As part of my clinical work, I helped my patients decode what their menstrual cycles were telling them about their overall health. Often, when I explained what their symptoms were signaling, they got mad and asked, “why don’t all women know this?”

Seeing Red seeks to fix that – to close the menstrual knowledge gap and make the insights I shared with my patients available to all people with periods.

It dispels myths, untangles the stigma that keeps so many of us silent about our suffering, and provides tools that give people with periods a newfound agency around their cycles and health.

Here’s a taste of what to expect from the book (pulled from the introduction):

  • Women are marching. They are rising and calling “Time’s Up.” They are harnessing their rage to demand change like never before. Yet, there is a critical missing piece that no one is talking about: how can women possibly take our place, defend our rights and earn equality when over 80% of us are sick from our periods every month?
  • More than 80% of all women of menstruating age in the United States experience significant, life-interrupting side effects from their periods every month. Beyond severe cramping, many have serious underlying conditions like PCOS, Endo, PMDD, and infertility. We act like this is normal. ​It is not​. These numbers represent epidemic conditions, and these conditions are HIGHLY predictive of the diseases that kill women (heart disease, diabetes, stroke, and estrogen-dependent tumors).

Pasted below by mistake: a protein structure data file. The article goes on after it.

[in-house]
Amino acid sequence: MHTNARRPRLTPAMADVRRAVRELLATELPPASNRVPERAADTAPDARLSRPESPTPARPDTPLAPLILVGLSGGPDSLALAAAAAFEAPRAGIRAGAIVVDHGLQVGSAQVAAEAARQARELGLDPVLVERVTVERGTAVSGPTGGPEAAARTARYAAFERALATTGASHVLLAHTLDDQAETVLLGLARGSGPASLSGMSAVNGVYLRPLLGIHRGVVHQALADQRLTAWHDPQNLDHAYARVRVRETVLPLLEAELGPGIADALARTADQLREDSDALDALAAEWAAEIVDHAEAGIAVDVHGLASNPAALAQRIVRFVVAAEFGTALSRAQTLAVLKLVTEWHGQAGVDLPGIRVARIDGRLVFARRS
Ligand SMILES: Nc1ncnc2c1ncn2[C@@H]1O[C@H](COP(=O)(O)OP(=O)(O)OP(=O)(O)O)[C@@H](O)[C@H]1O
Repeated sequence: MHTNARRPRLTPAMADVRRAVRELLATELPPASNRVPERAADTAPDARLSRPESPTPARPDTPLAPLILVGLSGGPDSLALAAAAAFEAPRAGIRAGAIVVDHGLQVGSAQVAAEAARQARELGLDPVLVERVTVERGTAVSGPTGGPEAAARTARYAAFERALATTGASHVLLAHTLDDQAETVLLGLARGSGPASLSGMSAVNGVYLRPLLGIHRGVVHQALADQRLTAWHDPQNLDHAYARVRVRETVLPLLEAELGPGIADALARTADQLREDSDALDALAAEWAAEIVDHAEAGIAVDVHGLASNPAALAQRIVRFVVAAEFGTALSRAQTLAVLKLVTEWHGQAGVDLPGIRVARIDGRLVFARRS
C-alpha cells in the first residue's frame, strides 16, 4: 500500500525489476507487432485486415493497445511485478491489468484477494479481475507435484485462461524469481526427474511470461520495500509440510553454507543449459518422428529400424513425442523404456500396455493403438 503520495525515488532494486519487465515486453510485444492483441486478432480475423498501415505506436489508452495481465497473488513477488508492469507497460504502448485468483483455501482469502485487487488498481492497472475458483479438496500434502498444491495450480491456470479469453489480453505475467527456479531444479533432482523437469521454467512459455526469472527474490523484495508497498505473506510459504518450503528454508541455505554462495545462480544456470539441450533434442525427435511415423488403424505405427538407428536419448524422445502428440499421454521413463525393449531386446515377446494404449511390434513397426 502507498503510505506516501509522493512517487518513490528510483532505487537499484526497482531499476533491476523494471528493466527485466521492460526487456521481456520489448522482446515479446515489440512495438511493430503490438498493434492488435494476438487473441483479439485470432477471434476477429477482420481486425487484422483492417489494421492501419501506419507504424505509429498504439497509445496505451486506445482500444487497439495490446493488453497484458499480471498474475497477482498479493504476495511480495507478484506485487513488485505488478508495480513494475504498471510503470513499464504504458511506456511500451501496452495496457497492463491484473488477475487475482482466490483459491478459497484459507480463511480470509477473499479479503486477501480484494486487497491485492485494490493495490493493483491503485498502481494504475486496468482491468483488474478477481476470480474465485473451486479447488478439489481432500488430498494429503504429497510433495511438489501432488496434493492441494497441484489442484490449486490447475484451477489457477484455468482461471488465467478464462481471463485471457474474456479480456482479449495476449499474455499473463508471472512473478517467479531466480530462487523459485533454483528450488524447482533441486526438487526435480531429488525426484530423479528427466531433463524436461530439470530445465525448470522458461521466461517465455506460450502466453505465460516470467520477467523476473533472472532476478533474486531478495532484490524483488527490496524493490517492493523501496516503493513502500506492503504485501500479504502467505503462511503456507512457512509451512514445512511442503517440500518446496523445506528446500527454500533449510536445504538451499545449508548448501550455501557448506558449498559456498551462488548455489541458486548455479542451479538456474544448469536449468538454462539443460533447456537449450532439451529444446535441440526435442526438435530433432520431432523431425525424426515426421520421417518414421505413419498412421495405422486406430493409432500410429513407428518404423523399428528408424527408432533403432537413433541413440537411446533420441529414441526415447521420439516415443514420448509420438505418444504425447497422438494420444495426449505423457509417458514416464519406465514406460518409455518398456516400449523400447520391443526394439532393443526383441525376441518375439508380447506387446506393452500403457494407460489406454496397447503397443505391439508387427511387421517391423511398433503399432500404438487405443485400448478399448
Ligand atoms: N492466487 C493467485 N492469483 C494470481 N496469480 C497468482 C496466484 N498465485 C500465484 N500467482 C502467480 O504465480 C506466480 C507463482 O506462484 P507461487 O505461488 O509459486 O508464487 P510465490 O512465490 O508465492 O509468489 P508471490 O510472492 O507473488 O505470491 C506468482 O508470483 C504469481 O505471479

• Still, we stay silent. We have been conditioned to hide and sanitize; to have shame for possibly the most important biological function that ensures the future of our species.
  • Times are changing. This book, Seeing Red explores how the history of the menstrual cycle got us here, the current state of women’s health, and how to change things. It’s an opportunity to re-educate women that their cycles are not a curse but possibly the most valuable, regularly occurring and free health feedback/diagnostic tool they have. A woman’s cycle is the only recurring feedback tool that a woman can use to measure her overall health. It can also provide a roadmap for fixing it and improve not only her current and future health and quality of life but also her access to power and freedom.
  • If our goal as a society is to REALLY empower women, we have to start with women’s health. It’s time we broke the silence surrounding the messy, uncomfortable matters related to the female body. It’s time we started SEEING RED.

I need your help. My goal is to shift the conversation about menstruation and get it to the top of the New York Times bestsellers list – this will give us access to every media outlet, so we can reach all corners of the world and begin to change what is possible for people with periods everywhere.

If this conversation is important to you or someone you love, please help me by sharing this post on social media. You can also pre-order Seeing Red here. Better periods await.